} else {
// did not occur in original data but could re-occur probabilistically
regen_all[i+skip] = beta_proportion_rng(inv_logit(covar_prop[indices_prop[i],]*X_beta),kappa);
}

}
}
}
}

}

5 Likes

Can’t comment much on the approach, but I’ve got some suggestions for the code.

There are some composed functions that you could use here:

• log_inv_logit
• log1m_inv_logit
• log_inv_logit_diff

Also for alpha1 + covar_degen[n,]*X_beta, can you pull that out of the loop as a single matrix multiplication? Same with alpha1 + covar_prop[n,]*X_beta

With the creation of regen_degen, the theta probabilities are constructed in the same way as is done for the ordered_logistic_rng, so you could use that directly instead.

Hope some of that helps!

3 Likes

Hi @saudiwin,

I cannot look into the technical implementation right now, but the idea is attractive. A more formal treatment would be very valuable (and I would personally love to read a preprint or a paper about your model).

1 Like

Sure thing, I’ll send it your way once I have something written up. I am thinking of submitting to StanCon as a reproducible document I think would be very helpful for this modeling problem.

I’m currently doing simulations comparing regular beta regression, OLS, my model, and 0/1 inflated beta regression on a bunch of metrics (RMSE, marginal effects, LOO, etc). Results so far are pretty interesting – 0/1 inflation does well on RMSE/returning correct coefficient, but is less precise than the model I’m proposing. It also underestimates marginal effects (seems to be a result of using separate processes for 0/1). OLS does really well at returning marginal effects, at least under certain conditions (e.g., uni-modality). OLS also dominates in LOO due to model parsimony. Transforming the outcome to be within (0,1) seems like a bad idea – you get both incorrect coefficients & marginal effects.

Do you have any datasets you would recommend running these models on? Something from published work perhaps?

1 Like

Looks promising, @saudiwin, thanks for sharing! I can’t look at it right now, but I agree with @matti that this would easily be worth a publication since IMO it’s a much more elegant solution to “extremes inflation” than other alternatives. Even if some other method has tighter fits (OLS, etc.), there mere fact that you can generate the inflations as part of the ordered process rather than as an “independent” process is really strong.

It would be great with a solution that handles N cutpoints, i.e., an arbitrary number of response categories, which would render it a solution to this thread.

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Thanks! I finished doing simulations and the results are fascinating. The big difference seems to be in kurtosis – when kurtosis of the distribution is too high or too low, OLS either has too little or too much uncertainty as OLS kurtosis is always fixed at 3. see the plot ->

ZOIB seems to work pretty similarly to my model but has higher uncertainty (as you can see in the plot, no dots below 1 = equal variance with ordinal beta regression). I expect this penalty gets worse as the number of parameters increase as ZOIB requires 2 additional sets of regressors.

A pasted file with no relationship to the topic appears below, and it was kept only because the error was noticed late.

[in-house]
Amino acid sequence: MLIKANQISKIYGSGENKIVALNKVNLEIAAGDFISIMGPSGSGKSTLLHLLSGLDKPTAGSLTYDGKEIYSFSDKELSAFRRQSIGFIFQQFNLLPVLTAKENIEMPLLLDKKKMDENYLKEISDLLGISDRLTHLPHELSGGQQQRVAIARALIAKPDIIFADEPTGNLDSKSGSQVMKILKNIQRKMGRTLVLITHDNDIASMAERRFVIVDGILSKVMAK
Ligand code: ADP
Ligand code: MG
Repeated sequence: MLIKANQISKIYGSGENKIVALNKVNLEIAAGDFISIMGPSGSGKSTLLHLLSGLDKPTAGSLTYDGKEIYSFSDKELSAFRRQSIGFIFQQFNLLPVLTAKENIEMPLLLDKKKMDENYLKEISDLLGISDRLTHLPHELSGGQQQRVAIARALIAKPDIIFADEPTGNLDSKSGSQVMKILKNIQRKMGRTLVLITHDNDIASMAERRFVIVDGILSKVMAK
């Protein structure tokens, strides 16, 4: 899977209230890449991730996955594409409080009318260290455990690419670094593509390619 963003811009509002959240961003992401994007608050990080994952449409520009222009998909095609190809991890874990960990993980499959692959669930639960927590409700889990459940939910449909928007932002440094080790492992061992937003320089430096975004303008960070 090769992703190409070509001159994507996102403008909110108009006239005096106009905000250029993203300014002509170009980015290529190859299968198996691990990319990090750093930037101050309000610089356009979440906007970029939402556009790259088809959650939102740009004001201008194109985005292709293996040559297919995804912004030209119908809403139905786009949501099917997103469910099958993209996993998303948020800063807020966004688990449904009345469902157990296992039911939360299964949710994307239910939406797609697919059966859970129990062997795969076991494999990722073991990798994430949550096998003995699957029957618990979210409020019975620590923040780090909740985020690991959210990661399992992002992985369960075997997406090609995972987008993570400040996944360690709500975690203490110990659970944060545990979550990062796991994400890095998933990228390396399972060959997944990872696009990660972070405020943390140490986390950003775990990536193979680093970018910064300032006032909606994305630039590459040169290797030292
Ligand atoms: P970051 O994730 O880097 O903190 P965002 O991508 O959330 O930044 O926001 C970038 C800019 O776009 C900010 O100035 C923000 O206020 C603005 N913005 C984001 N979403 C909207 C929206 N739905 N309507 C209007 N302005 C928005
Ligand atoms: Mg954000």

I think I am happy enough to start writing it up. This is essentially the model:

For a set of ordered cutpoints K=2, k \in R, Beta distribution function in the \mu, \phi parameterization, a regressor X and associated coefficient \beta and the inverse logit function g(\cdot), the probability of the outcome Y is equal to:

If Y=0:

1 - g(X \beta' - k_1)

If Y>0 and Y<1:

[g(X \beta' - k_1) - g(X \beta' - k_2)]Beta(g(X \beta'),\phi)

If Y=1:

g(X \beta' - k_2)

The trick was to estimate the Beta regression joint with the probability for the middle category. I imagine I could add more cutpoints but not sure to what end – further ordered probability distributions?

I’m hunting for “real world” data to use on this thing, so any recs you have are much appreciated.

2 Likes

Well, I was particularly interested in “slider scale” data sets, where participants answer questions / rate their opinions on digital analogue scales by dragging an indicator with their mouse. This is typical response in psychology. If that interests you, you can probably find data sets with google scholar by using “visual analog scale” or “slide scale”. (Although now that I think of it, I used simulations probably because I couldn’t find open data sets. Oh well.)

Just an update: if you want a fun dataset to try these models on, check out the Pew Forum American Trends Panel. You can get feeling thermometers for all kinds of things, including U.S. politicians, foreign countries, even “college professors” :O.

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I have some data on canopy loss of infected trees over years. It would awesome to try your model. In my case g is a inv_logit of Gaussian Process. If you could share your model I will update it appropriately with Gaussian Process and we could run it on real data.

Actually the code is available, and you can even fit it with brms. That may be a good solution for you if you want to use a GP prior as I believe those are implemented in brms. See this link to the working paper:

https://osf.io/preprints/socarxiv/2sx6y/

2 Likes